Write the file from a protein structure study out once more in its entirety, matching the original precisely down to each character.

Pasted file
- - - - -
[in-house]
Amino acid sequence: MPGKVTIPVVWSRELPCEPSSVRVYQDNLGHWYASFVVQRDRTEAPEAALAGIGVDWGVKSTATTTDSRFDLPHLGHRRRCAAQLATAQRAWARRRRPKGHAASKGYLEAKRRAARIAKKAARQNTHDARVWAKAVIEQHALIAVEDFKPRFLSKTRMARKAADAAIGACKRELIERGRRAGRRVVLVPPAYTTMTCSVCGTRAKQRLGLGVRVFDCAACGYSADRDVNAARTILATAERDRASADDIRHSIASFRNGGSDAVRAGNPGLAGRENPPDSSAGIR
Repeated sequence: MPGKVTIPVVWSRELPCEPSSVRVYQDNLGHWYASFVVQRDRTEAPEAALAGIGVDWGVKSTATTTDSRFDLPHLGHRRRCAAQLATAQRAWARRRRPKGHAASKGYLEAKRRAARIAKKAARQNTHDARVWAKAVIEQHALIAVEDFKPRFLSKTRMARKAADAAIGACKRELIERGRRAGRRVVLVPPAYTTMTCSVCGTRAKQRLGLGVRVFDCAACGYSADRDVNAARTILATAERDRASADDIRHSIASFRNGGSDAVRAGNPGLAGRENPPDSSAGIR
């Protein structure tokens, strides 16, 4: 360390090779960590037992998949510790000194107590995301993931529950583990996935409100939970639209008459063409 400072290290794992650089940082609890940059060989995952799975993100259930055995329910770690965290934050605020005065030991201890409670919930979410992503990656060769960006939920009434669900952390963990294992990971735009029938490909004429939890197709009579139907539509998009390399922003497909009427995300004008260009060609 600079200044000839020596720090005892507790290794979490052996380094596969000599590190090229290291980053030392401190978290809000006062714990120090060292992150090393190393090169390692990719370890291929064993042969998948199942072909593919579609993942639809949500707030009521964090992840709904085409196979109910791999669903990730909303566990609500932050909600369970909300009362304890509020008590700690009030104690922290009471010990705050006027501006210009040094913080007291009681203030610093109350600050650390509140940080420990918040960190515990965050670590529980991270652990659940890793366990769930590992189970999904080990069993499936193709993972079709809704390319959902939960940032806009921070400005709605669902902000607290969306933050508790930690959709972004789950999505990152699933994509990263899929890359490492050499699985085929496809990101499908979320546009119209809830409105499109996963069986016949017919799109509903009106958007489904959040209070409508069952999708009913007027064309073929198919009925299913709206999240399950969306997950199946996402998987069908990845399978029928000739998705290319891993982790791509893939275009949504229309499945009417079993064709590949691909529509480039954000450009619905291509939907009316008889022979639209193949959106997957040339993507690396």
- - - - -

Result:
[in-house]
Amino acid sequence: MPGKVTIPVVWSRELPCEPSSVRVYQDNLGHWYASFVVQRDRTEAPEAALAGIGVDWGVKSTATTTDSRFDLPHLGHRRRCAAQLATAQRAWARRRRPKGHAASKGYLEAKRRAARIAKKAARQNTHDARVWAKAVIEQHALIAVEDFKPRFLSKTRMARKAADAAIGACKRELIERGRRAGRRVVLVPPAYTTMTCSVCGTRAKQRLGLGVRVFDCAACGYSADRDVNAARTILATAERDRASADDIRHSIASFRNGGSDAVRAGNPGLAGRENPPDSSAGIR
Repeated sequence: MPGKVTIPVVWSRELPCEPSSVRVYQDNLGHWYASFVVQRDRTEAPEAALAGIGVDWGVKSTATTTDSRFDLPHLGHRRRCAAQLATAQRAWARRRRPKGHAASKGYLEAKRRAARIAKKAARQNTHDARVWAKAVIEQHALIAVEDFKPRFLSKTRMARKAADAAIGACKRELIERGRRAGRRVVLVPPAYTTMTCSVCGTRAKQRLGLGVRVFDCAACGYSADRDVNAARTILATAERDRASADDIRHSIASFRNGGSDAVRAGNPGLAGRENPPDSSAGIR
């Protein structure tokens, strides 16, 4: 360390090779960590037992998949510790000194107590995301993931529950583990996935409100939970639209008459063409 400072290290794992650089940082609890940059060989995952799975993100259930055995329910770690965290934050605020005065030991201890409670919930979410992503990656060769960006939920009434669900952390963990294992990971735009029938490909004429939890197709009579139907539509998009390399922003497909009427995300004008260009060609 600079200044000839020596720090005892507790290794979490052996380094596969000599590190090229290291980053030392401190978290809000006062714990120090060292992150090393190393090169390692990719370890291929064993042969998948199942072909593919579609993942639809949500707030009521964090992840709904085409196979109910791999669903990730909303566990609500932050909600369970909300009362304890509020008590700690009030104690922290009471010990705050006027501006210009040094913080007291009681203030610093109350600050650390509140940080420990918040960190515990965050670590529980991270652990659940890793366990769930590992189970999904080990069993499936193709993972079709809704390319959902939960940032806009921070400005709605669902902000607290969306933050508790930690959709972004789950999505990152699933994509990263899929890359490492050499699985085929496809990101499908979320546009119209809830409105499109996963069986016949017919799109509903009106958007489904959040209070409508069952999708009913007027064309073929198919009925299913709206999240399950969306997950199946996402998987069908990845399978029928000739998705290319891993982790791509893939275009949504229309499945009417079993064709590949691909529509480039954000450009619905291509939907009316008889022979639209193949959106997957040339993507690396």